In this article we are going to show the importance of reading skill in teaching English language. As we know reading is the ability to understand written language. It is a process of interpreting and understanding the text. If a reading text is interesting and engaging for the students, language acquisition is likely to be more successful. As Harmer states reading texts also provide opportunities to study language vocabulary, grammar, punctuation, and the way we construct sentences, paragraphs and texts. Lastly, good reading texts can introduce interesting topics, stimulate discussion, excite imaginative responses and be the springboard for well-rounded, fascinating lessons.
Reading is an incredibly active occupation. To do it successfully, we have to understand what the words mean, see the pictures the words are painting, understand the arguments, and work out if we agree with them. By playing games we can make this skill active. Students need to be engaged with what they are reading. Students who are not engaged with the reading text — not actively interested in what they are doing — are less likely to benefit from it. When they engaged with the reading text they get much more of it. Students should be encouraged to respond to content of a reading text, not just to the language. The meaning, the message of the text, is just as important and we must give students a chance to respond to that message in some way. Principle 4: Prediction is a major factor in reading. The book cover, the headline, the word-processed page give an idea about what we are going to read. Our brains start predicting about the topic. Expectations are set up and the active process of reading is ready to begin. Teachers should give students ‘hints’ so that they can predict what’s coming to. Once a decision has been taken about what reading text the students are going to read, we need to choose good reading tasks — the right kind of questions, engaging, useful puzzles and games etc. the most interesting text can be undermined by asking boring and inappropriate questions; the most commonplace passage can be made really exciting with imaginative and challenging tasks. Any reading text is full of sentences, words, ideas, descriptions etc. It doesn’t make sense just to get students to read it and then drop it to move on to something else. Good teachers integrate the reading text into interesting class sequences, using the topic for discussion and further task, using the language for study and later activation.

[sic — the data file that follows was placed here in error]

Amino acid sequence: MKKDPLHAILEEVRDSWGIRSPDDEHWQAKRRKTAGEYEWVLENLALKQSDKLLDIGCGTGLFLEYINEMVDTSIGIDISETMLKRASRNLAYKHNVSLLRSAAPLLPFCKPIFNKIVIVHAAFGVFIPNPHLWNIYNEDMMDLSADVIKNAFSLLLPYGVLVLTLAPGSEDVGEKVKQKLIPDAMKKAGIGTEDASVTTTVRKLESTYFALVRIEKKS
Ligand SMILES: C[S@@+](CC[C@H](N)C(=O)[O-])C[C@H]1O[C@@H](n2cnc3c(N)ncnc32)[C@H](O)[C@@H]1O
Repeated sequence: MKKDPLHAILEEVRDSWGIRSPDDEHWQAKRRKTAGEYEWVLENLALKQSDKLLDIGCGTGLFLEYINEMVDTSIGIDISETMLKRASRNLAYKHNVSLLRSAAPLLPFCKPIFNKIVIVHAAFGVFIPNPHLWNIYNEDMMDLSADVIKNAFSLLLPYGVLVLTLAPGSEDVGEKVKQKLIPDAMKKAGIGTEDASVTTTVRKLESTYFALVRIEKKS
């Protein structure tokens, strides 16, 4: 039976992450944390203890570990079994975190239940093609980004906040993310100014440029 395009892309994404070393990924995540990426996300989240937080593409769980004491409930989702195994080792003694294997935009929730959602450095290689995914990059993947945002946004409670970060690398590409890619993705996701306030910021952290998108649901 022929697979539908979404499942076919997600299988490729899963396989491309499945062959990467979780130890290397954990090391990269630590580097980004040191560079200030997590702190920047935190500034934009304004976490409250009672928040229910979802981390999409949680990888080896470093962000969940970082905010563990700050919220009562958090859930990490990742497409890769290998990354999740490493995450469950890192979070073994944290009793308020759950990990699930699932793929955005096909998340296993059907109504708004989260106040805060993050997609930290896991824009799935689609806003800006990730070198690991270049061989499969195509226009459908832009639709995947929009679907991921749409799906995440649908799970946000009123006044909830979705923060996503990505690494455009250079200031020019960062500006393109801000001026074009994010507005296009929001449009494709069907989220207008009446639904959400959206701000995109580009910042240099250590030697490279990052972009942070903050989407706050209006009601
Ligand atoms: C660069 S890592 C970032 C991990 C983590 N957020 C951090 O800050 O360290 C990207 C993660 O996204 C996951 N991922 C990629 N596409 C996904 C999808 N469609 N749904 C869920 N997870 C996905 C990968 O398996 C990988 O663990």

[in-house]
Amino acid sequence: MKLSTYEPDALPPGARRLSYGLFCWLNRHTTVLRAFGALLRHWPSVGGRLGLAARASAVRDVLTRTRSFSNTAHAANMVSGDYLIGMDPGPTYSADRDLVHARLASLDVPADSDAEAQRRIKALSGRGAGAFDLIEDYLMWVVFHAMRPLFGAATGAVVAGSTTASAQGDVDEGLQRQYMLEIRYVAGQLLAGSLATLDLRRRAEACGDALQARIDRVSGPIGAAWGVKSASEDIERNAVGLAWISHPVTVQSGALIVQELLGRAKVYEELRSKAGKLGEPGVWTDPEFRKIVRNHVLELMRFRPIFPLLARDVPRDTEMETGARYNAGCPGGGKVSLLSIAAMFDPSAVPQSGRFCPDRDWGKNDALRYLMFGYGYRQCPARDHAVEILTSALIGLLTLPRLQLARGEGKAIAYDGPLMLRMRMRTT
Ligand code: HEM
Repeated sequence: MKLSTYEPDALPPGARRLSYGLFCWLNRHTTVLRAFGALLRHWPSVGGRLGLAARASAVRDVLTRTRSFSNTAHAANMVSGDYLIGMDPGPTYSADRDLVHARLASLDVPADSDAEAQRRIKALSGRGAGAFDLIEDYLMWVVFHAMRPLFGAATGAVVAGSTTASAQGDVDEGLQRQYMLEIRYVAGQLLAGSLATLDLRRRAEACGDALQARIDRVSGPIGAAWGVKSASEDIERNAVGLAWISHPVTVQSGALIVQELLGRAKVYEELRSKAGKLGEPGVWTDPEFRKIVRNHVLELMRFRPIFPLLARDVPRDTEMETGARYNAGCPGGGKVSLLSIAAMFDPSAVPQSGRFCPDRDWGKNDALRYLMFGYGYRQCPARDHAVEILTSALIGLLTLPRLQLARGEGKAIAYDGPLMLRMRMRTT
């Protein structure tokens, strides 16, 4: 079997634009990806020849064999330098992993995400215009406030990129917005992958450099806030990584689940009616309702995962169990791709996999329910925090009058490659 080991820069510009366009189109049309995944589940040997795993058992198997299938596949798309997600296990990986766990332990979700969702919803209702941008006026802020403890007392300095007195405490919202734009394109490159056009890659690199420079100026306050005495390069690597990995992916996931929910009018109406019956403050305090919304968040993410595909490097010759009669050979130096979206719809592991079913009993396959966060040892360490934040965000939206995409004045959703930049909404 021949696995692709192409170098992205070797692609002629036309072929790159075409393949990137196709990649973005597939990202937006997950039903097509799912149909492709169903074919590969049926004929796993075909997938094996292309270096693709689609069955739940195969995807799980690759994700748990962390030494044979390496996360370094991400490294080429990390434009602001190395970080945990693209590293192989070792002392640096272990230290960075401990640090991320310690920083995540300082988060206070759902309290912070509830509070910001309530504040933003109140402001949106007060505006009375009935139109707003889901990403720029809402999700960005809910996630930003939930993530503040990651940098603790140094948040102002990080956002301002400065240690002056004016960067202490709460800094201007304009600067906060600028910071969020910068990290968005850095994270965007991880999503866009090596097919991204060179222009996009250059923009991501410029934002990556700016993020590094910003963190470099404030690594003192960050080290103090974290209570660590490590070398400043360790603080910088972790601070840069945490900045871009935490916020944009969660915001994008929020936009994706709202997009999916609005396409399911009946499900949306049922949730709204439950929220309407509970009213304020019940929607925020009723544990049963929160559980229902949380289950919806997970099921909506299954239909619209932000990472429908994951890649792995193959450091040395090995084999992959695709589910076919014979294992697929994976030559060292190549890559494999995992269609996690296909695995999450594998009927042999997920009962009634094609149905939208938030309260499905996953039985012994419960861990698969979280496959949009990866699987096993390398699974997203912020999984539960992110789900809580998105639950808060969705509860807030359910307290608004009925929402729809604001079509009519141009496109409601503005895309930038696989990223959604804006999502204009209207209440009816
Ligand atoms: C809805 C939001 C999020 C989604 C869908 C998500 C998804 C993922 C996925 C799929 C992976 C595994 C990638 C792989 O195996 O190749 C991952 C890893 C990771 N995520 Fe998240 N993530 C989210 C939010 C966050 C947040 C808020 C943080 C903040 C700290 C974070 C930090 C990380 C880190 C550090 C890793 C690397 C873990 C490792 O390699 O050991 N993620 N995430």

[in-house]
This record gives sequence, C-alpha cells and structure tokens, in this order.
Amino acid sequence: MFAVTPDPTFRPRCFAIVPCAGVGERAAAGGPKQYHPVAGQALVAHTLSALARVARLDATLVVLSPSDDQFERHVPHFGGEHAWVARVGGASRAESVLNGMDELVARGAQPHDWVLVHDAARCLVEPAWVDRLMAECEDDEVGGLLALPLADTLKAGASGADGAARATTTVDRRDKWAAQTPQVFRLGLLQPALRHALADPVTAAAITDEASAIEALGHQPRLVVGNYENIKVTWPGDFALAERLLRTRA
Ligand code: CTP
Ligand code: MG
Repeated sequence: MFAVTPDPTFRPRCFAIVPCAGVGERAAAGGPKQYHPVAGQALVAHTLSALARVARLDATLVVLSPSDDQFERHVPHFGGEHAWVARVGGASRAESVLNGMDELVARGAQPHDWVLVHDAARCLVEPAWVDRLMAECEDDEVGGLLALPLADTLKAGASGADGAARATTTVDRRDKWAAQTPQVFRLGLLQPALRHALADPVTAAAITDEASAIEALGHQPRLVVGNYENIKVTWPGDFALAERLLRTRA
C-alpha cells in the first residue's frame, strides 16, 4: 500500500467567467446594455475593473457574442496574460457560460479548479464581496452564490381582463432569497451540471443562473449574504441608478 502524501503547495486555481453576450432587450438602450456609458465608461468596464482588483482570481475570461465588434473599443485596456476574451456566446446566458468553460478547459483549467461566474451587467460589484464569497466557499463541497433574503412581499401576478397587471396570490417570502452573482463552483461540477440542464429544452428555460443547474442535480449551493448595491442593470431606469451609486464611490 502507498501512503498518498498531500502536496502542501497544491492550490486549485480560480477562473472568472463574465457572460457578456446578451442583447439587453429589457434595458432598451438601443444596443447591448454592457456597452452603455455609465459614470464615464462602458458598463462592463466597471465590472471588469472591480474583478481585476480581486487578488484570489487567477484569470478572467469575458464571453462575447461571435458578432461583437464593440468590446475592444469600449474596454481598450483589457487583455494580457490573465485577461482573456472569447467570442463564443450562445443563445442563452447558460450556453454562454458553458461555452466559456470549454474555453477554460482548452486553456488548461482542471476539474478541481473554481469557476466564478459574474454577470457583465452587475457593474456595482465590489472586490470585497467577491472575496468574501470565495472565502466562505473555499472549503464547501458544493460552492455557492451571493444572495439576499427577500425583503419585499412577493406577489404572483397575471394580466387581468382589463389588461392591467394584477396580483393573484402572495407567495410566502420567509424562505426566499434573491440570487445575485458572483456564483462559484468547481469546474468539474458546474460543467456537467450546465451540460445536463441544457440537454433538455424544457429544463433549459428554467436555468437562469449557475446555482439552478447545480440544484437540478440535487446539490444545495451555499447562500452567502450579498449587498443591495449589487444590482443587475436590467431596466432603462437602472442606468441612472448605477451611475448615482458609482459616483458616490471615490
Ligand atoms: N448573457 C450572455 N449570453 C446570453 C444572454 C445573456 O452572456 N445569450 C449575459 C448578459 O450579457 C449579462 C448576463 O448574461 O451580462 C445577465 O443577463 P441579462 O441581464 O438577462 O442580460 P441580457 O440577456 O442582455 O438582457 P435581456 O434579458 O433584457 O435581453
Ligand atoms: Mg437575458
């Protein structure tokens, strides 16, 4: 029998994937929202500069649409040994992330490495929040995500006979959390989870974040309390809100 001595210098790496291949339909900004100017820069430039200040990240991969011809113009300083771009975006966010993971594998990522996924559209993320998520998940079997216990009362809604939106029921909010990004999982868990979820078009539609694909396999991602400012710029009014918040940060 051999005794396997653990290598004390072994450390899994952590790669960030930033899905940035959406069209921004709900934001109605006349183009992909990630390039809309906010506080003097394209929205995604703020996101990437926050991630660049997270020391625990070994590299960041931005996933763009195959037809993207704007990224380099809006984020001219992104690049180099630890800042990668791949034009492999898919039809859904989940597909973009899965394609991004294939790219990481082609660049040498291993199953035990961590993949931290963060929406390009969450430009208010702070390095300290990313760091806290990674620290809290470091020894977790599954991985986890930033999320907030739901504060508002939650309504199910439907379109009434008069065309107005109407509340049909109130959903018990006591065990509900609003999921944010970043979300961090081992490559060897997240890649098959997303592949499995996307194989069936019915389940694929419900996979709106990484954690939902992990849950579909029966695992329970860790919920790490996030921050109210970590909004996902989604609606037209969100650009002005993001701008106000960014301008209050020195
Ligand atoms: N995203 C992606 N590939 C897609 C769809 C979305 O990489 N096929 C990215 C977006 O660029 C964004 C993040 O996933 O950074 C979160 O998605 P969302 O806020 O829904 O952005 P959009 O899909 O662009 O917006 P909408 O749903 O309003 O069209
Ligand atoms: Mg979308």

There are many reasons why getting students to read English texts is an important part of the teacher’s job. In the first place many of them want to be able to read texts in English either for their carriers, for study purposes or simply for pleasure. Anything we can do to make reading easier for them must be a good idea.
Reading is useful for other purposes too: any exposure to English is a good thing for language students. At the very least, some of the language sticks in their minds as part of the process of language acquisition, and, if the reading text is especially interesting and engaging, acquisition is likely to be even more successful.
Reading texts also provide opportunities to study language: vocabulary, grammar, punctuation, and the way we construct sentences, paragraphs, and texts.